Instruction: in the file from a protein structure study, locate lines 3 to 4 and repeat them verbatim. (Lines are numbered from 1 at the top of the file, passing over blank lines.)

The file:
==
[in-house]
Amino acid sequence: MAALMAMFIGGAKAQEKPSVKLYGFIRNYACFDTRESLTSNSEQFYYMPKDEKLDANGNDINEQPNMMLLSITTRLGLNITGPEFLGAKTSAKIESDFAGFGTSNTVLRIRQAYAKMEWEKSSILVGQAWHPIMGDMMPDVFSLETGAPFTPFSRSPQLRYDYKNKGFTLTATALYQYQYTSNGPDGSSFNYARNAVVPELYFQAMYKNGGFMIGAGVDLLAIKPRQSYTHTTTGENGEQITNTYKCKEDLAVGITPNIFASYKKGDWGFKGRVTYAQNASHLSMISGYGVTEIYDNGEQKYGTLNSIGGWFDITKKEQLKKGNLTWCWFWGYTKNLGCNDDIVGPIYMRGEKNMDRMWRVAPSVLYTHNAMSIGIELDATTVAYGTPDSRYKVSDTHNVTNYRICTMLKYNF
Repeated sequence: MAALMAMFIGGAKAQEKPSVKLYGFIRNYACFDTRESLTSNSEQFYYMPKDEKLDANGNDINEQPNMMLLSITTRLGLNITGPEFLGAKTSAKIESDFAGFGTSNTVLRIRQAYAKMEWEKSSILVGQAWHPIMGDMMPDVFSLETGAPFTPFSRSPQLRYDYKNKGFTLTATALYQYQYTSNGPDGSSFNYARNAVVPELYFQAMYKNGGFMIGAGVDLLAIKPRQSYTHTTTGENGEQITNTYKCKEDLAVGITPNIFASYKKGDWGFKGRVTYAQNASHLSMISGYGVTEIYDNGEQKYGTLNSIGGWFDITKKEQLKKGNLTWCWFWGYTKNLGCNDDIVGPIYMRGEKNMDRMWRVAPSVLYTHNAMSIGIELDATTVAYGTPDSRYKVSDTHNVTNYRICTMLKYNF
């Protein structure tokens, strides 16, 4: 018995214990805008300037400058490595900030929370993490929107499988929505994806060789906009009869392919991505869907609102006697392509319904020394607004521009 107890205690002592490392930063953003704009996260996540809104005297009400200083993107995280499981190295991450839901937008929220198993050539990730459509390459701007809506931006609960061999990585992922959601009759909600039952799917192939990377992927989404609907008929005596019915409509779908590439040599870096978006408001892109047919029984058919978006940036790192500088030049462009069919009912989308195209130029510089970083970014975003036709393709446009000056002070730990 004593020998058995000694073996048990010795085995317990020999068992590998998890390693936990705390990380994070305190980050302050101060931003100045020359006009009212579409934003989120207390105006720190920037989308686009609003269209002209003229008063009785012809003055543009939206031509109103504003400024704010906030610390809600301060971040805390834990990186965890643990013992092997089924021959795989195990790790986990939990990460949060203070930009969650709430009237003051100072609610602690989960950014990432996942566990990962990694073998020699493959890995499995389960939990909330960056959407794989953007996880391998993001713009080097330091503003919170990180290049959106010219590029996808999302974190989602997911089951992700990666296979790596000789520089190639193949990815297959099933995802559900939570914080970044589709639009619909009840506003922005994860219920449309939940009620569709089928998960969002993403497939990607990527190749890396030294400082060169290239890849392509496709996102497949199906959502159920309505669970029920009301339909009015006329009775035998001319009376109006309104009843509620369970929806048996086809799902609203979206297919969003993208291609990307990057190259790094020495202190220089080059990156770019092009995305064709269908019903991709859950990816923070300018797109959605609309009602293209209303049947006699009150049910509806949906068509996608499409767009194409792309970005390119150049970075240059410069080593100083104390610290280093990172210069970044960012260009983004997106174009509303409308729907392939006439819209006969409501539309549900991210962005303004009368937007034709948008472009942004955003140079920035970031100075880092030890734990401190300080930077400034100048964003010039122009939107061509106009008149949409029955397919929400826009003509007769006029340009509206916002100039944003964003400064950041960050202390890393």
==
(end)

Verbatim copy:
Repeated sequence: MAALMAMFIGGAKAQEKPSVKLYGFIRNYACFDTRESLTSNSEQFYYMPKDEKLDANGNDINEQPNMMLLSITTRLGLNITGPEFLGAKTSAKIESDFAGFGTSNTVLRIRQAYAKMEWEKSSILVGQAWHPIMGDMMPDVFSLETGAPFTPFSRSPQLRYDYKNKGFTLTATALYQYQYTSNGPDGSSFNYARNAVVPELYFQAMYKNGGFMIGAGVDLLAIKPRQSYTHTTTGENGEQITNTYKCKEDLAVGITPNIFASYKKGDWGFKGRVTYAQNASHLSMISGYGVTEIYDNGEQKYGTLNSIGGWFDITKKEQLKKGNLTWCWFWGYTKNLGCNDDIVGPIYMRGEKNMDRMWRVAPSVLYTHNAMSIGIELDATTVAYGTPDSRYKVSDTHNVTNYRICTMLKYNF
């Protein structure tokens, strides 16, 4: 018995214990805008300037400058490595900030929370993490929107499988929505994806060789906009009869392919991505869907609102006697392509319904020394607004521009 107890205690002592490392930063953003704009996260996540809104005297009400200083993107995280499981190295991450839901937008929220198993050539990730459509390459701007809506931006609960061999990585992922959601009759909600039952799917192939990377992927989404609907008929005596019915409509779908590439040599870096978006408001892109047919029984058919978006940036790192500088030049462009069919009912989308195209130029510089970083970014975003036709393709446009000056002070730990 004593020998058995000694073996048990010795085995317990020999068992590998998890390693936990705390990380994070305190980050302050101060931003100045020359006009009212579409934003989120207390105006720190920037989308686009609003269209002209003229008063009785012809003055543009939206031509109103504003400024704010906030610390809600301060971040805390834990990186965890643990013992092997089924021959795989195990790790986990939990990460949060203070930009969650709430009237003051100072609610602690989960950014990432996942566990990962990694073998020699493959890995499995389960939990909330960056959407794989953007996880391998993001713009080097330091503003919170990180290049959106010219590029996808999302974190989602997911089951992700990666296979790596000789520089190639193949990815297959099933995802559900939570914080970044589709639009619909009840506003922005994860219920449309939940009620569709089928998960969002993403497939990607990527190749890396030294400082060169290239890849392509496709996102497949199906959502159920309505669970029920009301339909009015006329009775035998001319009376109006309104009843509620369970929806048996086809799902609203979206297919969003993208291609990307990057190259790094020495202190220089080059990156770019092009995305064709269908019903991709859950990816923070300018797109959605609309009602293209209303049947006699009150049910509806949906068509996608499409767009194409792309970005390119150049970075240059410069080593100083104390610290280093990172210069970044960012260009983004997106174009509303409308729907392939006439819209006969409501539309549900991210962005303004009368937007034709948008472009942004955003140079920035970031100075880092030890734990401190300080930077400034100048964003010039122009939107061509106009008149949409029955397919929400826009003509007769006029340009509206916002100039944003964003400064950041960050202390890393």